I like to say that perception is NOT reality unless it's correct, and MISperception is just plain wrong. In the case of Cyanea, the misperception is about its size. Yes, the lion's mane jelly is the largest sea jelly in the world, but based on the image shown here--one that periodically makes its way around the Internet--this thing is a MONSTER! Even if that man next to it is 6' tall, the jelly is still more than twice his length. That would make this behemoth a whopping 15' across.

The truth is, even though the lion's mane jelly is the largest scyphozoan in the world's oceans, it only grows to about 6.5 feet (or 8' by some reports). Its tentacles can extend as far as 50 feet (or 100', depending on the source). Yes, its tentacles sting. But the toxin is far from "the most potent species of jellyfish" as reported on the National Geographic website. That honor remains with the box jelly (aka cubomedusa or sea wasp), the most venomous animal in the world. More than 5500 deaths have been attributed to box jellies since people started keeping records of that sort of thing in 1884. Cyanea's sting is said to be painful, but it's rarely fatal.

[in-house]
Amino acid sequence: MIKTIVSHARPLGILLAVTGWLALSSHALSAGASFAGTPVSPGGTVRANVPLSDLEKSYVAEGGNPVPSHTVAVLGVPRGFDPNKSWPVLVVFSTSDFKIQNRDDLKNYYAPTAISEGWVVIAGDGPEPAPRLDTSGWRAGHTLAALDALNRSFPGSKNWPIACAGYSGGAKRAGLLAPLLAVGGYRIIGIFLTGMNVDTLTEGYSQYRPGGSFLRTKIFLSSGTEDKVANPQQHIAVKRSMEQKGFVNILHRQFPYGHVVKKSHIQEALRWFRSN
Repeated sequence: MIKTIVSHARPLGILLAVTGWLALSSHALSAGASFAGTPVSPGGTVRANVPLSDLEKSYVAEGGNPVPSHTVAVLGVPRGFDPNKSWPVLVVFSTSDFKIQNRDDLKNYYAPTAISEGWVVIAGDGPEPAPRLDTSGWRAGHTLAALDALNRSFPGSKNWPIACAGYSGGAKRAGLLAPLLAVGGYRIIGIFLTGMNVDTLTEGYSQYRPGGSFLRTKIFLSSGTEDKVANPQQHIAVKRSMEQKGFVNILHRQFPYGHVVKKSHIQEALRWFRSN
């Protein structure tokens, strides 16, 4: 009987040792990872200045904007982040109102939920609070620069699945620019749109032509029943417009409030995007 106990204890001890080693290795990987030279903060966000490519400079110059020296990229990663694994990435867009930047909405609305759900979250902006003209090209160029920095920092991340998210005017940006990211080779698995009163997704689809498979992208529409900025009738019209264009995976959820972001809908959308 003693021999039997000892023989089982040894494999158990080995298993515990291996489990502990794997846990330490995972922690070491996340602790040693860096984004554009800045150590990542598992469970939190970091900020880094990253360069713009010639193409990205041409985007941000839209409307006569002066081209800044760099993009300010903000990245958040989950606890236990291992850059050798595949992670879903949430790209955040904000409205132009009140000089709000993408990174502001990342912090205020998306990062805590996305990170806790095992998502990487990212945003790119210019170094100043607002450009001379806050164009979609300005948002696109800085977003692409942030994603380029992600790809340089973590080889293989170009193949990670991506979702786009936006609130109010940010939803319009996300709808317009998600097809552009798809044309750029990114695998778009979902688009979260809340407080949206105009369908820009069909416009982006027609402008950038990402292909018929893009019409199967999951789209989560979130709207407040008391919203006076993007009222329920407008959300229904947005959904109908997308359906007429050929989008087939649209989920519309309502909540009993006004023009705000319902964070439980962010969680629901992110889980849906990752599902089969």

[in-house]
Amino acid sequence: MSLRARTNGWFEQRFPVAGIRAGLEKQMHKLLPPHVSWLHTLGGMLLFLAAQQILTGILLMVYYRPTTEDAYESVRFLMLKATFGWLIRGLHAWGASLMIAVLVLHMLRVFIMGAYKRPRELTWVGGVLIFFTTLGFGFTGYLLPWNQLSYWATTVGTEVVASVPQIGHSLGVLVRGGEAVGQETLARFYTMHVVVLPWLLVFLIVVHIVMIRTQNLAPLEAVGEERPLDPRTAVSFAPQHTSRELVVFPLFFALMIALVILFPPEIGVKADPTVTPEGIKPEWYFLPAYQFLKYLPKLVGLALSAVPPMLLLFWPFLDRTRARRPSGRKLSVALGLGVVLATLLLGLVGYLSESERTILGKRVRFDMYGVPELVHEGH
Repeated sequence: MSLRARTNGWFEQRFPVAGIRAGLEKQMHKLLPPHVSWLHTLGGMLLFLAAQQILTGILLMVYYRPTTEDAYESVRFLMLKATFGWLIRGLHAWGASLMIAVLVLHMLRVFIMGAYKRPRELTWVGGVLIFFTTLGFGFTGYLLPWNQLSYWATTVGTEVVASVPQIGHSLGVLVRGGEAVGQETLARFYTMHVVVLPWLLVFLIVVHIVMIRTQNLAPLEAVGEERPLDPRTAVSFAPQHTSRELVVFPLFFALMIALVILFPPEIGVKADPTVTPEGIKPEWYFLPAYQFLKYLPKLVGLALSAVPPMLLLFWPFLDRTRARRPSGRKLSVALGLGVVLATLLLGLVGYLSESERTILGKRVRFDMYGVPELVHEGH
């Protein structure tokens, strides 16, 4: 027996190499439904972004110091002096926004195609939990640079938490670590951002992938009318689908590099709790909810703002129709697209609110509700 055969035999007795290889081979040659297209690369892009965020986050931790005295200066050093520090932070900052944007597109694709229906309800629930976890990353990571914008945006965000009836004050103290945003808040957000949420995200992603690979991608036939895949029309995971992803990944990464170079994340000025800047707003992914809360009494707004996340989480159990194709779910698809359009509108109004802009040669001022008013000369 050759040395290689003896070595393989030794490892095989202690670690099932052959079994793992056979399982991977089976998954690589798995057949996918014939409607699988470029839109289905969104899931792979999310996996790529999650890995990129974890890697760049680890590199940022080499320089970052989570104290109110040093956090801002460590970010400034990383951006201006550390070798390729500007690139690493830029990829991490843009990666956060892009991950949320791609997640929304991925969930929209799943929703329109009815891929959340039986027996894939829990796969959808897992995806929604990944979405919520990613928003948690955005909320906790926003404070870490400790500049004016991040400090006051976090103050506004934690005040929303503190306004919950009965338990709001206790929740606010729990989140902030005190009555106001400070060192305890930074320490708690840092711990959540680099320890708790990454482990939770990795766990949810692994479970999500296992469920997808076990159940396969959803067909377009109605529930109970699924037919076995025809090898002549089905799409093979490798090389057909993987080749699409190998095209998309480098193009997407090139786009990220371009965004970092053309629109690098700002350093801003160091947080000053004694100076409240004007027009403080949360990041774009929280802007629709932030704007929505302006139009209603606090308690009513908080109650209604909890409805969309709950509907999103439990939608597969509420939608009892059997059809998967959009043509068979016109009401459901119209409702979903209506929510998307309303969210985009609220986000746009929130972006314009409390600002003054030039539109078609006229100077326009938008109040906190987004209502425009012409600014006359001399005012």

The lion's mane jelly only reaches the maximum of its size range in cold, northern waters of the Arctic, northern boreal seas, and North Atlantic. In the Atlantic, it can be found as far south as Florida. It's abundant enough in South Carolina waters that the SCDNR has a listing for them on their "Marine Organisms of SC" website, where they're noted as considerably smaller than 6-8' in diameter, and having a far from potent sting:

"The bell, measuring 6-8 inches (emphasis added), is saucer-shaped with reddish-brown oral arms and eight clusters of tentacles hanging underneath. Cyanea are generally considered moderate stingers. Symptoms are similar to those of the moon jelly but, usually more intense. Pain is relatively mild and often described as burning rather than stinging."

At least this jellies' notoriety resulted in some small bit of fame for the maligned creatures. A Cyanea sea jelly was the murder weapon in the Sherlock Holmes mystery "The Adventure of the Lion's Mane." The victim must have been highly sensitive, though, since most swimmers who encounter this giant jelly survive to tell the story themselves.

To read more about these fascinating creatures, take a look at these resources:

The Cephalopod Page

Gowell, E. (2004). Amazing Jellies: Jewels of the Sea. A New England Aquarium Book. Bunker Hill Publishing, Piermont, NH. 48 pp.

Humann, Paul (1992). Reef Creature Identification: Florida Caribbean Bahamas. New World Publications, Inc., Jacksonville, FL. 320 pp.

Malawi Cichlids


Walla Walla University, Rosario Beach Marine Laboratory web site

Photos from:
National Geographic at


Shyzaboy's photostream on Flickr at: